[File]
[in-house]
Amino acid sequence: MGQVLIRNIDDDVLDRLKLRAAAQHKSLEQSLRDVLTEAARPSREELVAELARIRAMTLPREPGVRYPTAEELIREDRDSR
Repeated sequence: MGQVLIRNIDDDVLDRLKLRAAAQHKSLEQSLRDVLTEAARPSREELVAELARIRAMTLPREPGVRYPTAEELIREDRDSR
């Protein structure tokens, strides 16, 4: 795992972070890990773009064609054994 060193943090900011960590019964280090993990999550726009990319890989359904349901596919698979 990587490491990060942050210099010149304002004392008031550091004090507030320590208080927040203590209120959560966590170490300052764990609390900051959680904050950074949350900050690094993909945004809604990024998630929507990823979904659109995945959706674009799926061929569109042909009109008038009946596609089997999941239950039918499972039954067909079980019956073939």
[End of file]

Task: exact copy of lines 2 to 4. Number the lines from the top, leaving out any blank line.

Amino acid sequence: MGQVLIRNIDDDVLDRLKLRAAAQHKSLEQSLRDVLTEAARPSREELVAELARIRAMTLPREPGVRYPTAEELIREDRDSR
Repeated sequence: MGQVLIRNIDDDVLDRLKLRAAAQHKSLEQSLRDVLTEAARPSREELVAELARIRAMTLPREPGVRYPTAEELIREDRDSR
């Protein structure tokens, strides 16, 4: 795992972070890990773009064609054994 060193943090900011960590019964280090993990999550726009990319890989359904349901596919698979 990587490491990060942050210099010149304002004392008031550091004090507030320590208080927040203590209120959560966590170490300052764990609390900051959680904050950074949350900050690094993909945004809604990024998630929507990823979904659109995945959706674009799926061929569109042909009109008038009946596609089997999941239950039918499972039954067909079980019956073939």